Each year, more than 500,000 U.S. children pass through the juvenile court system. Many will accrue fees and court costs that cause irreparable harm to them and their families.
But it needn’t be this way. Government leaders at all levels can and must take a stand to protect children from this counterproductive and exploitative system.
Requiring children to pay to move through the legal process is unjust and ineffective, and provides no public safety benefit. Even modest fees and costs act as invisible shackles, tethering children to a broken system and perpetuating cycles of discrimination, poverty and incarceration.
In many juvenile courts across the country, the minute a child walks into court — whether for truancy, underage drinking, shoplifting or more serious acts — the cash register starts ringing, as is reflected in the recent state assessments done by the Gault Center. Forty dollars for a child-sized jumpsuit; $450 to cover public defender costs; $50 per month for probation supervision. Charges quickly add up, and punishment for nonpayment can be steep, including additional fees, suspension of driver licenses, extended sentences, refusal to seal juvenile court records, and even incarceration.
These financial obligations are imposed on youth without regard for the obvious fact that hardly any are able to pay — meaning the true recipients of the penalty are adult family members. Whether this includes bail, fines, fees, costs or restitution, these financial demands can have serious consequences that often pull young people deeper into the legal system for longer periods of time.
The imposition of these fees also magnifies racial, ethnic and class disparities. Because many historically oppressed groups are already overrepresented in the juvenile legal system, they are forced to bear an outsized financial burden for a system of state control.
Those in favor of imposing these costs argue that fees act as deterrents, thereby increasing public safety. In reality, however, they correlate to increased recidivism and other negative outcomes. Unpaid debt and mandated payments force youth and families into desperate situations in which they have few options to survive. As one mother described, “I got hit by a ton of bricks when I got that first bill.”
Court debt also pulls children deeper into the legal system, and the longer children are entangled in the system, the worse their chances for rehabilitation. We are setting children up for failure.
Proponents of these fees also claim that taxpayers shouldn’t foot the bill for juvenile delinquency, so over the past two decades governments have increasingly turned to fees to fund the court system. But research has shown that fees and costs are among the least efficient ways to fund a legal system. For example, in 2019, Florida collected just 11 percent of the $5.1 million its legal system levied against children.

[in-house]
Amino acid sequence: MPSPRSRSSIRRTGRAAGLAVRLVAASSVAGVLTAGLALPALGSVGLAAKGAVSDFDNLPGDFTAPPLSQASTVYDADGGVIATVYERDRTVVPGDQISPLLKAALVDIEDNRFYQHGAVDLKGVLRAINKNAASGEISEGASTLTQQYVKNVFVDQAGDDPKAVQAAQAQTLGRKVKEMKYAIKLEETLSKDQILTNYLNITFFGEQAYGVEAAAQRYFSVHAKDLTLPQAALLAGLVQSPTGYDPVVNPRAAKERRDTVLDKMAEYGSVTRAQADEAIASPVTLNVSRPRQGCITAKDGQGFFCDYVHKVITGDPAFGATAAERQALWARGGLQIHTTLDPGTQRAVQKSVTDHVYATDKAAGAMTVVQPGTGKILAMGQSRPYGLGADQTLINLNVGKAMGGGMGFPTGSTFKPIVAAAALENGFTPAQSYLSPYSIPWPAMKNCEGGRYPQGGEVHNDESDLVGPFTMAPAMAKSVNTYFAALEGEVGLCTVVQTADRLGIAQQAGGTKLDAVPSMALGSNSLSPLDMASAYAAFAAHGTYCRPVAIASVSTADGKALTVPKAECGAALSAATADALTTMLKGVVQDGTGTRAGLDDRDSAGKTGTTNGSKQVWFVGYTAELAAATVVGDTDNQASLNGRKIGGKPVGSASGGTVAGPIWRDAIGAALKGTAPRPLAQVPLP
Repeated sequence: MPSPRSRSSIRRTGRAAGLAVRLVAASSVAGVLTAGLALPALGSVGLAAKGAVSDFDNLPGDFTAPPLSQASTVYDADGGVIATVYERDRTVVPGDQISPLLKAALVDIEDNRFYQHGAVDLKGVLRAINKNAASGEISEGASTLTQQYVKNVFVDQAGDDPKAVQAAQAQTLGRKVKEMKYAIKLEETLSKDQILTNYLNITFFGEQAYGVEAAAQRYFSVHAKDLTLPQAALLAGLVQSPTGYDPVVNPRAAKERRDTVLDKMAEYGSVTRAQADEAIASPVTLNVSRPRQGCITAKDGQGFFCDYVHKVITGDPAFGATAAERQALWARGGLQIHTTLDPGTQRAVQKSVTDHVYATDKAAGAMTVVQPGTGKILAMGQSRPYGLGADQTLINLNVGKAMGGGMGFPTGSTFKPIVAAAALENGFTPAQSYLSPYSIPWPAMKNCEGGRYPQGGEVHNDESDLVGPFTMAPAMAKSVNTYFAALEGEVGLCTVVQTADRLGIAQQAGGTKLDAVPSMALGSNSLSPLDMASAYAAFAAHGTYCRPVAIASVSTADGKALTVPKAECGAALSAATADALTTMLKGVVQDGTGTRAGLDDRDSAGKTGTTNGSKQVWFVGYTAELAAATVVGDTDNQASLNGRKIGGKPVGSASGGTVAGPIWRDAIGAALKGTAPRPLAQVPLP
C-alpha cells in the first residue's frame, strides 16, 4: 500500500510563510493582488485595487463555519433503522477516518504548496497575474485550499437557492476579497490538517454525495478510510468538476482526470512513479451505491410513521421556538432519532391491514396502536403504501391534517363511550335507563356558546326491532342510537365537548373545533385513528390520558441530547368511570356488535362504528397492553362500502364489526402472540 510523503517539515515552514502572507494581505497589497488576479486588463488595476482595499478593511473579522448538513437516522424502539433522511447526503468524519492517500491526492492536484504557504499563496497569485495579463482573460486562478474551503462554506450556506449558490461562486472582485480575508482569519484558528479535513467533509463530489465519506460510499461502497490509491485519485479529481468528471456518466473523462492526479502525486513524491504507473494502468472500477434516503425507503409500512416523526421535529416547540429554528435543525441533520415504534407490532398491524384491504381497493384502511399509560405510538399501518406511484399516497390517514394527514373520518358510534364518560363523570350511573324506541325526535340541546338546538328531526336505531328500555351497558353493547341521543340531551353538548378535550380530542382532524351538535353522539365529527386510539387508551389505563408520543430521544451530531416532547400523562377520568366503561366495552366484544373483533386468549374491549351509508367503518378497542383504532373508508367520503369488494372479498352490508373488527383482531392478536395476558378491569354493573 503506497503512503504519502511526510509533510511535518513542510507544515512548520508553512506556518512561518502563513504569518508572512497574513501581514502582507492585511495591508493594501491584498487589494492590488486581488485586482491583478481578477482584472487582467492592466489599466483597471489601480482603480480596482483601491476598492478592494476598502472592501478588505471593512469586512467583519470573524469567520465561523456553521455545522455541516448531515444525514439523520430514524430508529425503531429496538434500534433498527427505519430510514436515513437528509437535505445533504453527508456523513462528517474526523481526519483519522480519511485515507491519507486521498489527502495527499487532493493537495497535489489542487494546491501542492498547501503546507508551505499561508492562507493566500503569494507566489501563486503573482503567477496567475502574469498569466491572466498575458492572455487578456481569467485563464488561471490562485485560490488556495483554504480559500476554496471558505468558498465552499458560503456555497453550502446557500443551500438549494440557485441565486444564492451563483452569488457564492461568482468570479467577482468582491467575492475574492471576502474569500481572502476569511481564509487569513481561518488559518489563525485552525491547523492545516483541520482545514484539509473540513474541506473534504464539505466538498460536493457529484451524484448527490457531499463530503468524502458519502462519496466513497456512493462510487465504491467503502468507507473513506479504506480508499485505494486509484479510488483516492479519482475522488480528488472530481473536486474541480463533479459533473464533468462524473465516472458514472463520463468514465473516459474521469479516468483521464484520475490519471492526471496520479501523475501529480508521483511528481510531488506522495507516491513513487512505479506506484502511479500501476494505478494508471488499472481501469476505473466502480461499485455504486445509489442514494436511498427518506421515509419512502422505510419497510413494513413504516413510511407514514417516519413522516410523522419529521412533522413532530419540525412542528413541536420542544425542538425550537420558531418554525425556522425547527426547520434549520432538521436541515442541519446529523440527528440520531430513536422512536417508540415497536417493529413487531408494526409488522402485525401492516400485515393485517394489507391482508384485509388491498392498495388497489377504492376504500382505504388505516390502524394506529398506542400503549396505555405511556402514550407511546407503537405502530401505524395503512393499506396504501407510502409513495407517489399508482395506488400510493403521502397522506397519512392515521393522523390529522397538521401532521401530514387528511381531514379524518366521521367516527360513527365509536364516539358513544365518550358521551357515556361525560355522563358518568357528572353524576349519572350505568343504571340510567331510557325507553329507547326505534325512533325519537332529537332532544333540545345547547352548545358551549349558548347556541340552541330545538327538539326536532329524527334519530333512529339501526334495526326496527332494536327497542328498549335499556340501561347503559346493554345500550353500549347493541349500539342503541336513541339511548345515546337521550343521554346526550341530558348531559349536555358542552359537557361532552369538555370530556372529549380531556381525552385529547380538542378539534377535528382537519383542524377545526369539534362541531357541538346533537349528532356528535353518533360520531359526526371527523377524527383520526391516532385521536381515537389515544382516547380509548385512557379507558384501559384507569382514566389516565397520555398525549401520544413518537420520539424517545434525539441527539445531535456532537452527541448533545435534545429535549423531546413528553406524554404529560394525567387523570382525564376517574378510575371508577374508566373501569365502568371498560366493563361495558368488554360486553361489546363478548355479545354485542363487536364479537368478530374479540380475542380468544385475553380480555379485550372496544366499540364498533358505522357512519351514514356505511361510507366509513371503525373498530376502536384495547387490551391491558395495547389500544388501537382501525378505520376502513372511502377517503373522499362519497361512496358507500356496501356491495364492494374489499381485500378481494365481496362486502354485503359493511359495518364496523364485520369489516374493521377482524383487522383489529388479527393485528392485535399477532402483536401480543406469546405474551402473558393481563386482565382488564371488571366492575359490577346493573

The National Council of Juvenile and Family Court Judges urges juvenile court judges to reduce and eliminate fees whenever possible. Some prosecutors have committed to not seeking fines and fees where state law allows such discretion and have created programs to help young people pay restitution. And every day, youth defenders advocate against assessments of fees and costs for young people in courtrooms across the country.
Unfortunately, though, state laws that mandate many of these fees mean that court actors have limited ability to alleviate the harm caused by court costs. As one court officer in Michigan explained, “Some families may owe more than $100,000 — more money than they will ever see in their lifetime. Sometimes I think, ‘What am I doing to these people?’”
In April, the Department of Justice advised state and local courts that “Fines and fees can be particularly burdensome for youth, who may be unable to pay court-issued fines and fees themselves, burdening parents and guardians who may face untenable choices between paying court debts or paying for the entire family unit’s basic necessities, like food, clothing, and shelter. Children subjected to unaffordable fines and fees often suffer escalating negative consequences from the justice system that may follow them into adulthood.”
And change is happening in states like California, New Hampshire, Nevada, New Jersey and Oregon, which have undertaken major reforms to abolish fees and costs levied against youth. But in some jurisdictions, including Kansas and Michigan, progress has stalled. While policymakers try to unravel the gordian knots of fees and costs, children and public safety suffer.
We need more lawmakers to recognize that the assessment of court costs and fees perpetuates cycles of poverty, discrimination and punishment, which in turn degrade communities. We need them to stand up and protect young people and their futures, because communities thrive when children thrive.
It’s long past time to shed the invisible shackles of fees and costs, freeing the system and the children it ensnares from thoughtless injustice.